By complete coincidence, two apartments that make up three floors of a former Gilded Age mansion at 17 East 63rd Street went up for sale this week.
Photo: Allyson Lubow/Corcoran/Allyson Lubow
The five-story limestone mansion at 17 East 63rd Street was built in 1901 and was immediately occupied by a steady stream of big-name families, including the Brokaws (merchants), the Parks (dry goods), and, at one point, the Hubers (breweries). After World War II, it was chopped into apartments. Those still-palatial units — with their high, coffered ceilings; chandeliers; and French doors that open onto Juliet balconies — have very rarely gone on the market. For the past 35 years, Shirley Maytag King, the widow of the grandson of the founder of the Maytag appliance company, has occupied the suite on the second floor. And the combined third-and-fourth-floors unit has been continuously owned for over 20. Now, all of a sudden, both of those two units are for sale, listed this month within five days of each other with two different brokers, who ran into each other at the building a few weeks ago when one showed up to do a survey for a floor plan.
“Just a coincidence — a pure coincidence,” says Paul Kolbusz, a Corcoran broker who represents the second floor. “I did meet him,” says Elana Schoppmann, a Douglas Elliman broker who represents the duplex. “He’s lovely.”
A charming meet-cute with some competition. Kolbusz noted that the unit he is selling has higher, 15-foot ceilings since it’s on the floor that once housed the ballroom. Schoppmann thinks buyers will be amazed by the sheer size of her unit: a 4,200-square-foot duplex, literally double the size of his. “The apartment is so grand scale,” she says. “The dimensions of the bedrooms are bigger than most people’s living rooms.” (Or this writer’s entire apartment: The primary bedroom is 22 feet by 26 feet and adjoins two separate bathrooms, including one with its own fireplace. A functional bathroom fireplace — in New York City.) “It’s literally how royalty would live,” Schoppmann says.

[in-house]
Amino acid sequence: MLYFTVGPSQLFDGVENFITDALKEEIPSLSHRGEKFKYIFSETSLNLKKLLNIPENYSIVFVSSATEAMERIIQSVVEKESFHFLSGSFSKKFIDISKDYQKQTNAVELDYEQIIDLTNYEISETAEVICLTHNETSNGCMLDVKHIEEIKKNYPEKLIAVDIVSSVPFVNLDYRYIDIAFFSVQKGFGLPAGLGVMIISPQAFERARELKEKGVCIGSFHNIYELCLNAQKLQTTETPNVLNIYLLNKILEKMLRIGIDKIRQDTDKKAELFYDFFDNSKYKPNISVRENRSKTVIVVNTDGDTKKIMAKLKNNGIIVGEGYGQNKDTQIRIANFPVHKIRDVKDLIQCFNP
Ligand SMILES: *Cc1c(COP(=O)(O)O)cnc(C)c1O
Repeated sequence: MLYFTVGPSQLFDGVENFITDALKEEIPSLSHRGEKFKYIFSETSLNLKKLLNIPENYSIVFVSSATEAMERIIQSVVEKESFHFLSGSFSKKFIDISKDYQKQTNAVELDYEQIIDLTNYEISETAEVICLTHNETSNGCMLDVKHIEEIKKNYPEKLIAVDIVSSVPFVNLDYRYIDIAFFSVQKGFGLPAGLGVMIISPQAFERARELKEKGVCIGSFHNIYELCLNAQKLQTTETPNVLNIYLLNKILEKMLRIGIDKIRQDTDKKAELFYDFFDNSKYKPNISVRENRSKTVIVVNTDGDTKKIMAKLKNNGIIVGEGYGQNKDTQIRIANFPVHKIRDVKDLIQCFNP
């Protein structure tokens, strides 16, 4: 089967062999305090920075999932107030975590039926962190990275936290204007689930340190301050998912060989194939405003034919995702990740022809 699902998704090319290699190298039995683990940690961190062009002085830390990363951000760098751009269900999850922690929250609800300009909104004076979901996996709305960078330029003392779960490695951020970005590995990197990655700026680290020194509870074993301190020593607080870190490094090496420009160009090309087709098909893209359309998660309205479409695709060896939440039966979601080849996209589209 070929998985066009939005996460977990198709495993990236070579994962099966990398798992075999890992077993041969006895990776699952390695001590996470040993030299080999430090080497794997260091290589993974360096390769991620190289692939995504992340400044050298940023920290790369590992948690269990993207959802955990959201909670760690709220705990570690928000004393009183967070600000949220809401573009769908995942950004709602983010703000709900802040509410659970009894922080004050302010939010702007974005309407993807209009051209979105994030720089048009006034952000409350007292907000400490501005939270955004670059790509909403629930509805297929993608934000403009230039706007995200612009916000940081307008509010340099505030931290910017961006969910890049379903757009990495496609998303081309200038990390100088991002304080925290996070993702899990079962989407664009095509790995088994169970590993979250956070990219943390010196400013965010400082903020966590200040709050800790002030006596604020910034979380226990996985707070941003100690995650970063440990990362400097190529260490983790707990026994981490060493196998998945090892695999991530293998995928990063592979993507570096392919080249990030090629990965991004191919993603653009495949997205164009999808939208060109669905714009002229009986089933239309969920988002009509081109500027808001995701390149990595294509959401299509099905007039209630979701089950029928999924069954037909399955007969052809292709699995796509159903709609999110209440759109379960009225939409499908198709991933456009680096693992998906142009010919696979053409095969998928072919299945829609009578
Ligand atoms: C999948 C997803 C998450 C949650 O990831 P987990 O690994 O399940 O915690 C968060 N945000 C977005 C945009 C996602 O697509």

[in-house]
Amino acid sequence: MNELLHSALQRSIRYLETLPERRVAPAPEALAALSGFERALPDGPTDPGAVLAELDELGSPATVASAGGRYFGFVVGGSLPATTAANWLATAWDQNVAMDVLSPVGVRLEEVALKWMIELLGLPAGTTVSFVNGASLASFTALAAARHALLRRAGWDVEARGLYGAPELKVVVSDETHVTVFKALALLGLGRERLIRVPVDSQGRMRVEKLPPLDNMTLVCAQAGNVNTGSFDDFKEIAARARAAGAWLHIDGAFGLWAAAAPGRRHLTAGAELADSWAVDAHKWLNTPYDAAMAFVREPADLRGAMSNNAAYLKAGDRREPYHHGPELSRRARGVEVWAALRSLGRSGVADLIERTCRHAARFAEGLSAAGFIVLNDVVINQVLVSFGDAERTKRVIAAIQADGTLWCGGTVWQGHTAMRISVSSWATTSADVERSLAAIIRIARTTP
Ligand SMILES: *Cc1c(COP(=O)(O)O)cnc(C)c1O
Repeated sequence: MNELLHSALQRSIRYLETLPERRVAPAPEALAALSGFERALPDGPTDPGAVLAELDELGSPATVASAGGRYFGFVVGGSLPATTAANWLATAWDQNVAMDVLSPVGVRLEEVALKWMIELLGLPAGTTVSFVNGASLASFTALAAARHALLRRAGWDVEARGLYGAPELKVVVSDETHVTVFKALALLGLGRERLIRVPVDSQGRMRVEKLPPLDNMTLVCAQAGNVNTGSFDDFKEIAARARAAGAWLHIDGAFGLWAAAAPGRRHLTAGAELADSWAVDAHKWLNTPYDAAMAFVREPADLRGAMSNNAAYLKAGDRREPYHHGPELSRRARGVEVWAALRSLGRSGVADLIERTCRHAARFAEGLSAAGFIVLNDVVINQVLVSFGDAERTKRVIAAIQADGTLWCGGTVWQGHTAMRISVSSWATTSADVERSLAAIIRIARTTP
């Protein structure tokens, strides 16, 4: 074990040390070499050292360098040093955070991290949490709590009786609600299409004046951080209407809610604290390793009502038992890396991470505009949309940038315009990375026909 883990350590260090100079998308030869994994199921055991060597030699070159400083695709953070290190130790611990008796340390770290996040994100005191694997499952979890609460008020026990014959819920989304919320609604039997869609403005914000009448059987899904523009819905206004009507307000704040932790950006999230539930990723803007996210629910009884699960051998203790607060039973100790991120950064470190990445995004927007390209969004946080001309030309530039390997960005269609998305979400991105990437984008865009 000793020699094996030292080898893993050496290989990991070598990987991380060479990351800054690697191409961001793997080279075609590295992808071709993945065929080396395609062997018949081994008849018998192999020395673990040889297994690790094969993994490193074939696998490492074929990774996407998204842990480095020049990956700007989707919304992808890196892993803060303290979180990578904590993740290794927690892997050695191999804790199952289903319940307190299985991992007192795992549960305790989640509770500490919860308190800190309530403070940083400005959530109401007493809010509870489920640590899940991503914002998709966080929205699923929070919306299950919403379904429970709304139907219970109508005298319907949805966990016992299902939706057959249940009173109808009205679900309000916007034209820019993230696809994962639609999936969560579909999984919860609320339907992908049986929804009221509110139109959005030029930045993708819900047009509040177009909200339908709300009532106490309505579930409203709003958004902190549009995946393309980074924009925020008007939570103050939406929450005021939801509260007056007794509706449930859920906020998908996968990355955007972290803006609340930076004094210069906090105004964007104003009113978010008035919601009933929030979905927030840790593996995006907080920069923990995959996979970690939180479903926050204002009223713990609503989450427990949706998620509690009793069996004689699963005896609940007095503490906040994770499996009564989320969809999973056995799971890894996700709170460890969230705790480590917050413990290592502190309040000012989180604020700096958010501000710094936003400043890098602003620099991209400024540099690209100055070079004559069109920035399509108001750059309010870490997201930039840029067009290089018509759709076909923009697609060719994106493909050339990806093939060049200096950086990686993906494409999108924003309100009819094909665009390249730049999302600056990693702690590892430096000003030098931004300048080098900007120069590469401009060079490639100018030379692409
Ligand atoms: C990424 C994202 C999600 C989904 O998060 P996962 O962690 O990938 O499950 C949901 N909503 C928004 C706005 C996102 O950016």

Not that downstairs is exactly small scale: The original ballroom ceilings are literally gilded. “When something like this comes up for sale, you’re just so impressed,” says Kolbusz. “You don’t find these units on the market.”
Could the two apartments be combined into a three-story 6,300-square-foot mansion? Both brokers say they are open to the idea. But if a buyer did want to make a change, it may be subject to board approval; the building is a co-op with two units on the first floor and a duplex penthouse on the fifth, whose owner just happens to be Neil Diamond, according to New York’s article on the sale when the penthouse went on the market more than 20 years ago.